Junior Brown goes against every trend in country music today, thank God. In an era of careful calculation, he’s an unreconstructed original. In an era of melodramatic balladry, he emphasizes
humor and working-class heroes. And in an era when up-tempo country means drawing on the Eagles or Southern rock, he kicks in with timeless, dynamic guitar work rather than three-part harmonies, loud drums or references to the color of his neck.
But much more than this sets him apart. While most country performers carve, pad and pump themselves to look good for the cameras, Brown resembles a county agricultural agent who hasn’t changed his choice of clothes in 35 years. And while nearly every male country performer to rise in recent years is cover-boy material, Brown has a face as sharp as a thumb. All this aside, Brown’s most distinguishing features are his God-given talents: He writes distinctively detailed songs, sings in a basso profundo voice packed with character, and plays guitar with as much flare and technique as anyone in the world. Even in the ’90s, that’s good enough.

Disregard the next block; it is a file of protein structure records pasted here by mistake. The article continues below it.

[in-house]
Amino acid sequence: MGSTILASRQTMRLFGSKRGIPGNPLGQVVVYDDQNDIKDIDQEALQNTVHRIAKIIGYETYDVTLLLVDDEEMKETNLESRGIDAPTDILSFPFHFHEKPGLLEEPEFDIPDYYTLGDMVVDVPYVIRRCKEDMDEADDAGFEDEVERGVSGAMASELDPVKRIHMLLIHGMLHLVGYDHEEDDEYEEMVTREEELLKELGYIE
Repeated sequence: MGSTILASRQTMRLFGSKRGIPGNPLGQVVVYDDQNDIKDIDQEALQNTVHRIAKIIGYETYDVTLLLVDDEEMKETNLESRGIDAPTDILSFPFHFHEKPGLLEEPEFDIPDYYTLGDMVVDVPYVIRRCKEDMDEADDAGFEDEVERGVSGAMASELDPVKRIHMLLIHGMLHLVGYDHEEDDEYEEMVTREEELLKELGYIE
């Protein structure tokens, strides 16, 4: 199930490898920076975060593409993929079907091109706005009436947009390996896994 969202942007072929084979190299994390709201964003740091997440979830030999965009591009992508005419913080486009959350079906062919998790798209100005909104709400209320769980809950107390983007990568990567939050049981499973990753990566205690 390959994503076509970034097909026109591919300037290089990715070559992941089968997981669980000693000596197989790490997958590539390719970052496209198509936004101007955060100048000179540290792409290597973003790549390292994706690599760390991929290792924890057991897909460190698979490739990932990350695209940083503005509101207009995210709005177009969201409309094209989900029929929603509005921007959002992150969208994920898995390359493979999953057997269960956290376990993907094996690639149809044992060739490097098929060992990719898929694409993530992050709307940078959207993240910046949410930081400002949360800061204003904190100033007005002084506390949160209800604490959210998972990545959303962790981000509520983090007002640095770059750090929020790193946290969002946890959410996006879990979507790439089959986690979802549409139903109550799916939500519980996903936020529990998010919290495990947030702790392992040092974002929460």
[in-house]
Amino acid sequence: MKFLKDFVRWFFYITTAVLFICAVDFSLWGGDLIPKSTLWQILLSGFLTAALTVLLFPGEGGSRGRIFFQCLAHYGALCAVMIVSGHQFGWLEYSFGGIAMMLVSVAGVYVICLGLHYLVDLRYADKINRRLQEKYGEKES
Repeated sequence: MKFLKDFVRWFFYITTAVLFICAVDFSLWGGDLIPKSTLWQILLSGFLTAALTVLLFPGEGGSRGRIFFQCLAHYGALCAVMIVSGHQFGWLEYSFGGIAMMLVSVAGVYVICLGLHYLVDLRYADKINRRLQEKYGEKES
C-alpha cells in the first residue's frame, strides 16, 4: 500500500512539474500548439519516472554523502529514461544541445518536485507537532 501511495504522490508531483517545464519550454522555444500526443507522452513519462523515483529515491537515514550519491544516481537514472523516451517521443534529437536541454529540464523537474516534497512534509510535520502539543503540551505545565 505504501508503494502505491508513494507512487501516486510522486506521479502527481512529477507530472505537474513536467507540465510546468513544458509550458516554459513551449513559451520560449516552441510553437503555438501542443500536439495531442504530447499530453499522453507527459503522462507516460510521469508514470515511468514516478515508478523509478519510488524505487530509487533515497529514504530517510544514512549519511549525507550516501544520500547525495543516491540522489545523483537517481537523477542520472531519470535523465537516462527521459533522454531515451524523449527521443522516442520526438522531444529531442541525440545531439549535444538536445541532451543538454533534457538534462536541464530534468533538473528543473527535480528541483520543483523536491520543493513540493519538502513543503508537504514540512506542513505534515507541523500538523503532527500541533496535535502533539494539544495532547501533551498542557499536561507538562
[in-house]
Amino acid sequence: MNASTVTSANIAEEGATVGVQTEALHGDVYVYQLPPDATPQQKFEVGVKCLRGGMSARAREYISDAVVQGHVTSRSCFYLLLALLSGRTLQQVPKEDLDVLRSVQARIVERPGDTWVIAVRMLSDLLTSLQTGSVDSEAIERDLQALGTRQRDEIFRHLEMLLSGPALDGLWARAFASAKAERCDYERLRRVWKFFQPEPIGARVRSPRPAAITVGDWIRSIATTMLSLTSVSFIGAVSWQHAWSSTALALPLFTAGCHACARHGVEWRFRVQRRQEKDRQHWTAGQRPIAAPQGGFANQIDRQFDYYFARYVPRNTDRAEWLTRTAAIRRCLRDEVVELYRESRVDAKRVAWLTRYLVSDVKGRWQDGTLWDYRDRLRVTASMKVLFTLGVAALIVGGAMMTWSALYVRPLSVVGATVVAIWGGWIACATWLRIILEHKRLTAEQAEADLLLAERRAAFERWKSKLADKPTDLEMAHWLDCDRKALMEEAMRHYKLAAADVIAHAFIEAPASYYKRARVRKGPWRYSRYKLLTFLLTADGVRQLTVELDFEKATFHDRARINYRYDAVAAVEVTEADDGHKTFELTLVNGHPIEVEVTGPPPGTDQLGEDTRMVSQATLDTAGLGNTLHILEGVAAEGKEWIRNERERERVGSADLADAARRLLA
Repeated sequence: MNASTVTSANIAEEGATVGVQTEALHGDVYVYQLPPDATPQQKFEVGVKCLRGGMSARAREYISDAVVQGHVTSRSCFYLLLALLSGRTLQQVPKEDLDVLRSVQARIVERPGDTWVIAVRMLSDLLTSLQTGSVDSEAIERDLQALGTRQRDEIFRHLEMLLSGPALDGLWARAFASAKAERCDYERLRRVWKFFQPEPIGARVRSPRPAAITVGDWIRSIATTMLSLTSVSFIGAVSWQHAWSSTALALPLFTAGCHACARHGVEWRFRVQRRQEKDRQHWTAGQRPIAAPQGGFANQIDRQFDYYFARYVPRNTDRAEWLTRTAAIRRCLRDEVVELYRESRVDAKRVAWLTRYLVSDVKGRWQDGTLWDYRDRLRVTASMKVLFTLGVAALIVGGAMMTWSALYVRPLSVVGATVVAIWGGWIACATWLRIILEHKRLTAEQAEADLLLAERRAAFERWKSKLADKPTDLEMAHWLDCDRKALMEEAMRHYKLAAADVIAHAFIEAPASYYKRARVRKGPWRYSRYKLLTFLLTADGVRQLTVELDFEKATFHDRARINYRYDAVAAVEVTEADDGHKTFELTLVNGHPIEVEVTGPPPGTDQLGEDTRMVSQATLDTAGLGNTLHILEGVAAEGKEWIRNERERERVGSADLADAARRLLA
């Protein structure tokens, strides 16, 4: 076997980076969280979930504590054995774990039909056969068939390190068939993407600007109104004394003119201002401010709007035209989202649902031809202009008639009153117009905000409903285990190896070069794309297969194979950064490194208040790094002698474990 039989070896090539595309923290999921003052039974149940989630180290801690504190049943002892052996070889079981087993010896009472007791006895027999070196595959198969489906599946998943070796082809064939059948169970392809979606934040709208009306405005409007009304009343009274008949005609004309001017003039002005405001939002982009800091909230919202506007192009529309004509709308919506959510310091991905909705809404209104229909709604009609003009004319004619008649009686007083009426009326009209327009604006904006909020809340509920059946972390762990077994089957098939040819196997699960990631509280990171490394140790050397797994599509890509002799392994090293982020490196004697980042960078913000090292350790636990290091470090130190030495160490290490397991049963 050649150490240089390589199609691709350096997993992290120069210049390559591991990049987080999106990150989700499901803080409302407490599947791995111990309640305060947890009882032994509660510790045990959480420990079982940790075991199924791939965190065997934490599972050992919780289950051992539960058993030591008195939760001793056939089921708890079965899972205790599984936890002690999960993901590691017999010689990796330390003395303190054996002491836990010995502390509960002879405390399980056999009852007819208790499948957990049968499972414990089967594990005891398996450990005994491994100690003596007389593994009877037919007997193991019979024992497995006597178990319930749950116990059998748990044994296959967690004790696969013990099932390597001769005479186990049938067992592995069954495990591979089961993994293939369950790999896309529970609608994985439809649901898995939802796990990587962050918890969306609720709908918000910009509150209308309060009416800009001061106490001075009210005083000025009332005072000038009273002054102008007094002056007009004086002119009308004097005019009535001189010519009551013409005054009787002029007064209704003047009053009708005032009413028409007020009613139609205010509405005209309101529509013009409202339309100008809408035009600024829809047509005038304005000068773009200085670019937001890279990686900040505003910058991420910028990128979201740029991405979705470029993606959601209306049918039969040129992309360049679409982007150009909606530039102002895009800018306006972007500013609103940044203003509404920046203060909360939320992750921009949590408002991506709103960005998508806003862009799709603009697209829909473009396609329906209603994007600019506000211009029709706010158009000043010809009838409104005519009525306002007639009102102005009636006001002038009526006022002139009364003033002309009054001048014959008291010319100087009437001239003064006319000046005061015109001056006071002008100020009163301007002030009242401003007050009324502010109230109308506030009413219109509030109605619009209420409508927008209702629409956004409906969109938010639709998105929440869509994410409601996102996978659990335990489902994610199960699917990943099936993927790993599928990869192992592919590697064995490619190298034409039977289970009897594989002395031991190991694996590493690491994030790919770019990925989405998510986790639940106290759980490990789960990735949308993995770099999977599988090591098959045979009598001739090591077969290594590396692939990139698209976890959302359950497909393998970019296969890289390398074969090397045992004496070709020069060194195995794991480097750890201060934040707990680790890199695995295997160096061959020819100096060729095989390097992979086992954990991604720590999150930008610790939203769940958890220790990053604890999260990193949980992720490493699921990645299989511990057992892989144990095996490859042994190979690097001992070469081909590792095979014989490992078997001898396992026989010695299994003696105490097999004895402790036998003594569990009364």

Performing during Fan Fair week at the Exit/In, Brown laid out his humble virtues for an appreciative audience. He came out in a red blazer over conservative rural clothing as plain as a K-Mart rack sale, and the brim of his Resistol hat was blocked into drastic curves seemingly modeled after a bobsled track. The crowd included several camera-toting out-of-towners. It was easy to tell they were tourists: They showed up at the rock club believing the advertised show time of 9 p.m. At least they got to secure good seats or prime standing spacewhen Brown hit the stage shortly after 10 o’clock, the club had filled to capacity with longhaired rockers, college students, new-country-lovin’ couples, and aged cowboys. It was a wildly diverse group, and they all cheered Brown’s songs with equal enthusiasm.